Walking the halls of any sizable company, you have probably become familiar with the hip-attached name badges that also serve as access control key cards.
Whether accessing the elevator in a New York City high rise, or being able to enter/leave the office in the wee hours of the night, this simple technology has increased security and simplified building access at offices around the world.
What started as a measure for just those two things has also become a key (pun intended) to helping companies do something else: collect data and increase their understanding of work patterns and employee behavior.
Is Access Control Benign, or Absolutely Essential?
Access control also comes in more shapes and sizes than just keycards. We have seen with the proliferation of biometrics — like fingerprint and retinal scans — become a way to increase security.
While the keycard may get you into the lobby and up the elevator, sometimes a more meaningful kind of security is required before you enter an R&D lab or find your way up to the executive floor.
Access controls have also been utilized to become “on campus” money in many cases being used to pay for coffee or lunch in the cafeteria.
While this level of convenience seems mostly benign, what many people probably don’t realize is how this data can be interpreted by companies to in most cases make improvements to the employee experience and drive greater levels of business productivity.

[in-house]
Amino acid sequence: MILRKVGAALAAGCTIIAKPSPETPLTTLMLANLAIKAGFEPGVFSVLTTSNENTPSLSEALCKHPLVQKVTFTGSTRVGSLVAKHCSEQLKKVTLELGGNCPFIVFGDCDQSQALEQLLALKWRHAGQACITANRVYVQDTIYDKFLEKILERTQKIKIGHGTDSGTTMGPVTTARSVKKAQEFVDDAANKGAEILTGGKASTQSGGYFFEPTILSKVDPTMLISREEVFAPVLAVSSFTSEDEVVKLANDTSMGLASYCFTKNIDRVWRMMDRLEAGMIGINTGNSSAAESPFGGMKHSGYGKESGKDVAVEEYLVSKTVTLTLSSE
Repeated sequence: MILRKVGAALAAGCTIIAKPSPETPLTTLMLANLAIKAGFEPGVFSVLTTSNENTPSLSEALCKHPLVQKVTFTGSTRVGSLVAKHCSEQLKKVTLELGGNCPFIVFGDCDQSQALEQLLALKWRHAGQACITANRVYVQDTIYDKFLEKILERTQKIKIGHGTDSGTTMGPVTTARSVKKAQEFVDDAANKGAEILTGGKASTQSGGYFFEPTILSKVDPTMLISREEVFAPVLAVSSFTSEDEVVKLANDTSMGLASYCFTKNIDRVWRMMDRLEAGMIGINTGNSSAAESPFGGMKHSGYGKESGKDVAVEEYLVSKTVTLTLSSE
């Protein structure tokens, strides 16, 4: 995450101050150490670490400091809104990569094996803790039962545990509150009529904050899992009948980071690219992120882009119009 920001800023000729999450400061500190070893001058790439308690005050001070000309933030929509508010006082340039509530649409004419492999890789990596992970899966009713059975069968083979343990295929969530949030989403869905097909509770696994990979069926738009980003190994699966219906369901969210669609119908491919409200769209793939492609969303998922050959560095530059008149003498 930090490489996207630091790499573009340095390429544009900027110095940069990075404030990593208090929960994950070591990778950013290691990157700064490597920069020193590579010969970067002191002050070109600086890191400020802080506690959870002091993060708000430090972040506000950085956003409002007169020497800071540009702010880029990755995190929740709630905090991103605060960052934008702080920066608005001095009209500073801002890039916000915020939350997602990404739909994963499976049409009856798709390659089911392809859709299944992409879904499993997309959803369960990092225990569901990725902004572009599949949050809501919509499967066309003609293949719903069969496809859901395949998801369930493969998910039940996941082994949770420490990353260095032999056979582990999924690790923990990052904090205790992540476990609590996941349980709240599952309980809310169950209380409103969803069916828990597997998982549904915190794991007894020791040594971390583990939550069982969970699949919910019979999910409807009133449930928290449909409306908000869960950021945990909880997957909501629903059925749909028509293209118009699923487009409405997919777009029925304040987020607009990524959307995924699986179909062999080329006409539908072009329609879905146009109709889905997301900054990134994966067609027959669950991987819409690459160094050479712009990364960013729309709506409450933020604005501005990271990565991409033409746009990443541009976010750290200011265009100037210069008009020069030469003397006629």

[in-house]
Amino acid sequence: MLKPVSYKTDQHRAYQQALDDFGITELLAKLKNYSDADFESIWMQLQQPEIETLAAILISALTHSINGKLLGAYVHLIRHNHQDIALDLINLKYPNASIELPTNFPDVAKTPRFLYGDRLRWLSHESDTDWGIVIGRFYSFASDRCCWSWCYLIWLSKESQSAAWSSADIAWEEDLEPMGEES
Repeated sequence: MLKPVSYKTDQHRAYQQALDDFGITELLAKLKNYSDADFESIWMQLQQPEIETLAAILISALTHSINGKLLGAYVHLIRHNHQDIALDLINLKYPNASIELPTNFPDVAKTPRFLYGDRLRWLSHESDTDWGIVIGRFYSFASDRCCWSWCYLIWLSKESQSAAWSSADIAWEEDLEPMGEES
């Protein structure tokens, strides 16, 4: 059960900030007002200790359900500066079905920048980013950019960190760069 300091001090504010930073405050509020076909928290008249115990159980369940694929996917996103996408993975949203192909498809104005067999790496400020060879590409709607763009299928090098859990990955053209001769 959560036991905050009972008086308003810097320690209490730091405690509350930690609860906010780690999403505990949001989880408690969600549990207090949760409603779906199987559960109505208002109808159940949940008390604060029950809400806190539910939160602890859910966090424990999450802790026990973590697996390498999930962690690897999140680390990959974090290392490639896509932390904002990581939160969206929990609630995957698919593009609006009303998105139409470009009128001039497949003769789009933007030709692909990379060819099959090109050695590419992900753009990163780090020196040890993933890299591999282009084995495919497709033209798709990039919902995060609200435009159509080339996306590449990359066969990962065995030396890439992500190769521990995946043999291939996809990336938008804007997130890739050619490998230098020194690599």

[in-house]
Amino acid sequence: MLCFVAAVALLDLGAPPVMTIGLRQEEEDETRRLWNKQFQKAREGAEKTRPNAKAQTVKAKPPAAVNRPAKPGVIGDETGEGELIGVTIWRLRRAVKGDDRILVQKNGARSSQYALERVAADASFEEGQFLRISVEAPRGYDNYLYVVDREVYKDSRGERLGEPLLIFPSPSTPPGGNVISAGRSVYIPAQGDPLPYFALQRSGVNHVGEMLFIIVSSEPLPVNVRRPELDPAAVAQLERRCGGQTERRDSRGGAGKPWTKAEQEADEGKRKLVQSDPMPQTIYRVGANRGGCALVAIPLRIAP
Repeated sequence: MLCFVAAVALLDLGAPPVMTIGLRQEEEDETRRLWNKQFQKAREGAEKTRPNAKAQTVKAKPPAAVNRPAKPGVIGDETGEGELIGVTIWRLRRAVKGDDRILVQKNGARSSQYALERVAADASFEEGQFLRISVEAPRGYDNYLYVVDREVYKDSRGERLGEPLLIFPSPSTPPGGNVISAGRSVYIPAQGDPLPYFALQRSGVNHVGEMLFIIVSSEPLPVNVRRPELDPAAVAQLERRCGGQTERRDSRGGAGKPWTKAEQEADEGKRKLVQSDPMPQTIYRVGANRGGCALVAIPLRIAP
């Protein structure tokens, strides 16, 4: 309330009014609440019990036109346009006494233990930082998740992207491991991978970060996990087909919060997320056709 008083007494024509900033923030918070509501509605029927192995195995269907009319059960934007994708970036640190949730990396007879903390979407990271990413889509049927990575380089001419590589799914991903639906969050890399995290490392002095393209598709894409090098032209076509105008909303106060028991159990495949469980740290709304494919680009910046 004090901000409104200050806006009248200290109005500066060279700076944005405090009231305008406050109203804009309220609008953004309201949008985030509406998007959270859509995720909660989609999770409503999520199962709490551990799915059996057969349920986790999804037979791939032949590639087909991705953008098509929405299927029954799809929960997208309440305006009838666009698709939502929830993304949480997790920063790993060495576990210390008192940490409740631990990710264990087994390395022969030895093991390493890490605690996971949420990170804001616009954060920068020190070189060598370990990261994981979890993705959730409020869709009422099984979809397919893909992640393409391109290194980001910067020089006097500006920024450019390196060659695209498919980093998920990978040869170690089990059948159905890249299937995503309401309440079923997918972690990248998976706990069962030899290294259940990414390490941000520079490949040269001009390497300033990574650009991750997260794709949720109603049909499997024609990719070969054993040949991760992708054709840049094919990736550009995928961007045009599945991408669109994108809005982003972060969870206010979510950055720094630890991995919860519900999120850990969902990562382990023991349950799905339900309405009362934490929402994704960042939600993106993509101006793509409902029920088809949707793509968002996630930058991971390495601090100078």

What is Being Collected?
Of course, every access control implementation is different. In some cases, it may be as simple as RFID keycards that are doing nothing but tracking doors being opened, and who initiated the action.
However, as I suggested earlier, this traditional security mechanism has increasingly a way that broader insights about employees are being collected.
A few of the types of data being collected:
- Employee Arrival/Departure: When do employees start and finish their work days and how does this change over time?
- Work Patterns: Beyond arrival and departure, where do you work and how do you move about the facilities. How frequent do you take breaks?
- Food/Beverage Consumption Patterns
- Biometric Data: Keeping biometric data is primarily a security use at this point. Some companies may consider this as something they could monetize, but I hope that doesn’t become the case, at least not without explicit consent.
- Relationships Between Employees: Where does much of your time get spent? Is there a visible and clear connection between certain employees? This isn’t necessarily a negative or in search of specific romantic relationships, but the data can see if specific employees are spending a lot of time in the same room/space.
- Technology Usage: As technology is increasingly becoming access controlled through tools like MDM (Mobile Device Management), companies can also learn more about your tech use patterns. This of course augments traditional tech access controls like use of the printer.
While this list isn’t all inclusive, these are a few of the expanded use cases that access control can provide to an organization. With this data, progressive companies are looking to better understand their workforce with the hopes of increasing work output and creating happier workplaces.
I’m confident that this trend will only continue as data has become one of the greatest resources fueling any business and these enhanced use cases of access control data may be a great way to increase customer interest in making/expanding investment in their access control systems.